CDPH COVID-19 Employer Playbook Supporting a Safer Environment for Workers and Customers COVID-19 Employer Playbook Supporting Safer Environments for Workers and Customers (

On September 17, 2020, Governor Gavin Newsom signed Senate Bill 1159. This bill creates a retroactive presumption of compensability related to COVID-19 for your employees and codifies the Executive Order (EO) previously issued on 05/06/2020. The primary tenets of the EO remain in place. This includes the diagnosis/positive test requirement, 14-day exposure period from when the employee last worked outside of their home, retroactive to cover the entire pandemic; and the requirement that any emergency COVID-19 related sick leave benefits be exhausted prior to the provision of Temporary Disability benefits. There are additional employer requirements that an organization must comply with.

A copy of the bill can be found here.

See BETA Healthcare Group’s member communication about SB 1159 here.

BETA’s workers’ compensation team is here to assist you through this difficult time. Please feel free to reach out to us with any questions.  Your claims examiners, assistants and the entire management team is available to assist in any way possible.

If you have any questions, please contact:

Jamie Goff

Sr. Director of WC Claims

(916) 266-5249

The U.S. Department of Labor has adopted revised enforcement policies for Coronavirus and issued a memorandum to provide updated interim guidance to Compliance Safety and Health Officers (CSHOs) for enforcing the requirements of 29 CFR Part 1904 with respect to the recording of occupational illnesses, specifically cases of COVID-19. On May 26, 2020, the previous memorandum on this topic[1]was rescinded, and this new memorandum was put into effect. It will remain in effect until further notice. This guidance is intended to be time-limited to the current COVID-19 public health crisis. Check OSHA's webpage at for updates.
Under OSHA's recordkeeping requirements, COVID-19 is a recordable illness, and employers are responsible for recording cases of COVID-19, if:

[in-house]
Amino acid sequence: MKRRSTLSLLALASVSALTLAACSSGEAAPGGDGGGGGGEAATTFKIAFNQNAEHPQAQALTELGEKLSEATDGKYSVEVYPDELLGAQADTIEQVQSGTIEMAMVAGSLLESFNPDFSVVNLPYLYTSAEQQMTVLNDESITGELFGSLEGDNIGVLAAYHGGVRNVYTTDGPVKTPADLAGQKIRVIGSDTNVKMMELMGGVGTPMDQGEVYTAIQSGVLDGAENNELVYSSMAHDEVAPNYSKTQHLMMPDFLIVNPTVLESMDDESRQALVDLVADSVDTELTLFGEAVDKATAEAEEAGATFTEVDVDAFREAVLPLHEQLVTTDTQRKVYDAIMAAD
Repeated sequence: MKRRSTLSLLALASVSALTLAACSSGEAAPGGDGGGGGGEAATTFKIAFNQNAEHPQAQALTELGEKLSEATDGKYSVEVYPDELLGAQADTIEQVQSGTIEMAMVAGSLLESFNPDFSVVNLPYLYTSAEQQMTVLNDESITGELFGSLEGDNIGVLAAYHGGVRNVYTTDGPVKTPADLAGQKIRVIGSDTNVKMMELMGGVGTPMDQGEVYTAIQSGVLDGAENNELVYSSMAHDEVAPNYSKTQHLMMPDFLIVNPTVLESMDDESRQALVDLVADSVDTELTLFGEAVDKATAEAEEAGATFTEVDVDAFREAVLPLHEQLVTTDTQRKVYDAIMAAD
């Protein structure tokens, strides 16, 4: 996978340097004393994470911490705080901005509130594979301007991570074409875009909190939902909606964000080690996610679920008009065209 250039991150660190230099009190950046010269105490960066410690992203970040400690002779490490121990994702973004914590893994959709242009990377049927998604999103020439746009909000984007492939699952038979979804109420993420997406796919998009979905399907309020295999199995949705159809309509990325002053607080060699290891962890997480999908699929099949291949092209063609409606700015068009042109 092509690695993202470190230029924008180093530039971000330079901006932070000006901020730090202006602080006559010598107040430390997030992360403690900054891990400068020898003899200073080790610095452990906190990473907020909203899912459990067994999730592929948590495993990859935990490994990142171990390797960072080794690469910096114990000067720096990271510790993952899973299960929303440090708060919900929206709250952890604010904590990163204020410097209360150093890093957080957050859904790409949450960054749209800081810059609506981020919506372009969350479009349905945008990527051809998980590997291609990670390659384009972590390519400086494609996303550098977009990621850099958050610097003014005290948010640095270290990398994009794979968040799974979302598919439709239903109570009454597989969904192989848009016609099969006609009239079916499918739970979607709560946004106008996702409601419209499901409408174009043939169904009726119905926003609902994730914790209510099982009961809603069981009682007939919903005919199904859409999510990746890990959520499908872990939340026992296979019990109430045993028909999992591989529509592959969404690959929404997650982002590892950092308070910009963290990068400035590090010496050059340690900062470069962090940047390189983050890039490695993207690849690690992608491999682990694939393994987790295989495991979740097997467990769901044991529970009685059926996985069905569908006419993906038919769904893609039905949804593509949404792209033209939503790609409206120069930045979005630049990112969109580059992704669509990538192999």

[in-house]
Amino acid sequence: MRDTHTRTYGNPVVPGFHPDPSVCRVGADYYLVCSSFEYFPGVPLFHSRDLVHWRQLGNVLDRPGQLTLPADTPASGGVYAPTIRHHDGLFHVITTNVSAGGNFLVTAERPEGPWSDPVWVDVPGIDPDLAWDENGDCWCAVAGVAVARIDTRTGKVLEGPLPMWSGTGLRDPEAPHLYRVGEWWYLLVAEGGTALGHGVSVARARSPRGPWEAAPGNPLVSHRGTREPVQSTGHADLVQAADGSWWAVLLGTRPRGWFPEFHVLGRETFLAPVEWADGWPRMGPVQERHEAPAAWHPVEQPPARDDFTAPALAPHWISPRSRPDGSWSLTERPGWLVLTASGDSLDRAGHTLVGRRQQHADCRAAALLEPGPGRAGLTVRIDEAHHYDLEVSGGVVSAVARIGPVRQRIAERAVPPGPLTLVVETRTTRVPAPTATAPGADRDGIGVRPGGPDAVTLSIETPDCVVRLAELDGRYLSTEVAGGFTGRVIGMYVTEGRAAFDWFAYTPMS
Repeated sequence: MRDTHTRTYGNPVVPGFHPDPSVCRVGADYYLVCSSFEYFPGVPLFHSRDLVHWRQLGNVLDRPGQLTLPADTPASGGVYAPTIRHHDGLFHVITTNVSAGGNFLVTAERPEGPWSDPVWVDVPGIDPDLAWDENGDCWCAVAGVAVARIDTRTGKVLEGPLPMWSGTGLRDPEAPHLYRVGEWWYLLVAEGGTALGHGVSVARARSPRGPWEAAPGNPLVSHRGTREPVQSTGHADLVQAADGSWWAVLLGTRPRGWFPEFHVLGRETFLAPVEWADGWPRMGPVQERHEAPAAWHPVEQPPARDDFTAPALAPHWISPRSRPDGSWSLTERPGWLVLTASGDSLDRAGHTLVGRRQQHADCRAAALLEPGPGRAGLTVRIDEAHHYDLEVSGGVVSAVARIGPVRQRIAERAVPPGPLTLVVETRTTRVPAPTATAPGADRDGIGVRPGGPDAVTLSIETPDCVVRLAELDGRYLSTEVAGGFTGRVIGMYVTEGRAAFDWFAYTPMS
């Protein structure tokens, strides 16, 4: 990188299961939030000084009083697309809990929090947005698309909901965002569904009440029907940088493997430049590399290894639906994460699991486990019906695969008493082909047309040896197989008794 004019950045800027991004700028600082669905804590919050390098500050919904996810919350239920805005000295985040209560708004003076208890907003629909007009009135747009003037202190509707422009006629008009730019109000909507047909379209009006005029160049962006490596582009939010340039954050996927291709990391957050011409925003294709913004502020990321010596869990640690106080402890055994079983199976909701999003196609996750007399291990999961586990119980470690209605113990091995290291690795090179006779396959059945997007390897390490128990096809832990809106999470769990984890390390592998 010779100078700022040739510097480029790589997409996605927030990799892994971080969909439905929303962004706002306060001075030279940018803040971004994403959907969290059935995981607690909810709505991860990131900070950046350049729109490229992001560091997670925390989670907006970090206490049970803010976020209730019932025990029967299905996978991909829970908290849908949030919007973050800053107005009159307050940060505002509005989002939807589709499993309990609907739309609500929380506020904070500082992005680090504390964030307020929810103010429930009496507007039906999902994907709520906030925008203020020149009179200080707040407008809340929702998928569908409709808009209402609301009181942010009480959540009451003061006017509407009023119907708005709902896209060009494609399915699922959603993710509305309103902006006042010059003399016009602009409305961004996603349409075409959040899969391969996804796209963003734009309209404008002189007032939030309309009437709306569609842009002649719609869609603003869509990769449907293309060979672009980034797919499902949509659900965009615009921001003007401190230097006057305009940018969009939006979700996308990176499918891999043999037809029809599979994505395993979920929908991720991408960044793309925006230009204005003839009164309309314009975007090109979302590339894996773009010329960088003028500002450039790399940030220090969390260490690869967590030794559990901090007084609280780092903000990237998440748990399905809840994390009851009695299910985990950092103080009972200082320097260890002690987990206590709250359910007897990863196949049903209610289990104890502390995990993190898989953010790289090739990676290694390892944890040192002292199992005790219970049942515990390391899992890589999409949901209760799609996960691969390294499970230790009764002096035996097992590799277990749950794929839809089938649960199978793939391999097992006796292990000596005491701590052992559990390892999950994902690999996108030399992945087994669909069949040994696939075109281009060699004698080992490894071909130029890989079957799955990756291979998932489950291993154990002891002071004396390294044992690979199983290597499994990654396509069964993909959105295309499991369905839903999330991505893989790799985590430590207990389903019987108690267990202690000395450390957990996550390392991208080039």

The case is a confirmed case of COVID-19, as defined by the Centers for Disease Control and Prevention (CDC);[2]
The case is work-related as defined by 29 CFR § 1904.5;[3] and
The case involves one or more of the general recording criteria set forth in 29 CFR § 1904.7.[4]
See the full memo at:

In response to COVID-19, many patients’ surgeries were postponed due to the pandemic. Safely resuming patients’ needed surgeries and minimizing COVID-19 risk is top of mind for healthcare facilities and preparation is key. The American College of Surgeons (ACS), the American Society of Anesthesiologists (ASA), the Association of periOperative Registered Nurses (AORN) and the American Hospital Association (AHA) issued a joint statement outlining key principles and considerations to guide healthcare organizations in assessing their facility readiness and ability to resume elective surgeries. Facility readiness for resuming these procedures will vary by geographic location depending on local COVID-19 activity and response resources.

Highlights of the statement include:

  • Implement a policy for testing staff and patients for COVID-19, accounting for accuracy and availability of testing and a response when a staff member or patient tests positive.
  • Form a committee – including surgery, anesthesiology and nursing leadership – to develop a surgery prioritization policy, which factors in previously canceled and postponed cases, and allot block time for priority cases, such as cancer and living donor organ transplants.
  • Adopt COVID-19-informed policies for the five phases of surgical care, from preoperative to post-discharge care planning.
  • Collect and assess COVID-19 related data that will be used to frequently re-evaluate and reassess policies and procedures.
  • Create and implement a physical distancing policy for staff, patients and visitors in non-restricted areas in anticipation of a second wave of COVID-19 activity.

Updated Joint Statement on Maintaining Essential Surgery During COVID-19 (Nov 2020):